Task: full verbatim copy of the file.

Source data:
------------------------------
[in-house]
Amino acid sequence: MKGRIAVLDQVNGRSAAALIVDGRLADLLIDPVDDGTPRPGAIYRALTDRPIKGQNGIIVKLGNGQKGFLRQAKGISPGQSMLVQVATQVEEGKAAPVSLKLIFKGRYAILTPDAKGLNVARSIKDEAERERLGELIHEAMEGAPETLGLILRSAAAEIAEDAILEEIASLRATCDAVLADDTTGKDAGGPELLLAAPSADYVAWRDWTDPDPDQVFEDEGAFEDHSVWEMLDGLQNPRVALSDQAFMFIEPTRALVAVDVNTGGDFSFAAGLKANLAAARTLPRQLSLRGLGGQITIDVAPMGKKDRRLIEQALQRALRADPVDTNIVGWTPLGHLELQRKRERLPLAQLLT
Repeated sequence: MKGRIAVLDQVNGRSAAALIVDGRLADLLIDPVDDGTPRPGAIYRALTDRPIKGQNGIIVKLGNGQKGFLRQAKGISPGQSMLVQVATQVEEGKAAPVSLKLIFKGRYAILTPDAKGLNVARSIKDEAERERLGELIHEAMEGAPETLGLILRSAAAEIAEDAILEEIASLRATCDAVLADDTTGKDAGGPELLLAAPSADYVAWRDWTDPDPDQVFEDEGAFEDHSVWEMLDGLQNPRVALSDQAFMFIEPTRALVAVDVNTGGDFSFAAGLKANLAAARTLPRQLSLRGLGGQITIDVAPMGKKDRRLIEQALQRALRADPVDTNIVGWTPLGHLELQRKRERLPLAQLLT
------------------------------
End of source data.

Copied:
[in-house]
Amino acid sequence: MKGRIAVLDQVNGRSAAALIVDGRLADLLIDPVDDGTPRPGAIYRALTDRPIKGQNGIIVKLGNGQKGFLRQAKGISPGQSMLVQVATQVEEGKAAPVSLKLIFKGRYAILTPDAKGLNVARSIKDEAERERLGELIHEAMEGAPETLGLILRSAAAEIAEDAILEEIASLRATCDAVLADDTTGKDAGGPELLLAAPSADYVAWRDWTDPDPDQVFEDEGAFEDHSVWEMLDGLQNPRVALSDQAFMFIEPTRALVAVDVNTGGDFSFAAGLKANLAAARTLPRQLSLRGLGGQITIDVAPMGKKDRRLIEQALQRALRADPVDTNIVGWTPLGHLELQRKRERLPLAQLLT
Repeated sequence: MKGRIAVLDQVNGRSAAALIVDGRLADLLIDPVDDGTPRPGAIYRALTDRPIKGQNGIIVKLGNGQKGFLRQAKGISPGQSMLVQVATQVEEGKAAPVSLKLIFKGRYAILTPDAKGLNVARSIKDEAERERLGELIHEAMEGAPETLGLILRSAAAEIAEDAILEEIASLRATCDAVLADDTTGKDAGGPELLLAAPSADYVAWRDWTDPDPDQVFEDEGAFEDHSVWEMLDGLQNPRVALSDQAFMFIEPTRALVAVDVNTGGDFSFAAGLKANLAAARTLPRQLSLRGLGGQITIDVAPMGKKDRRLIEQALQRALRADPVDTNIVGWTPLGHLELQRKRERLPLAQLLT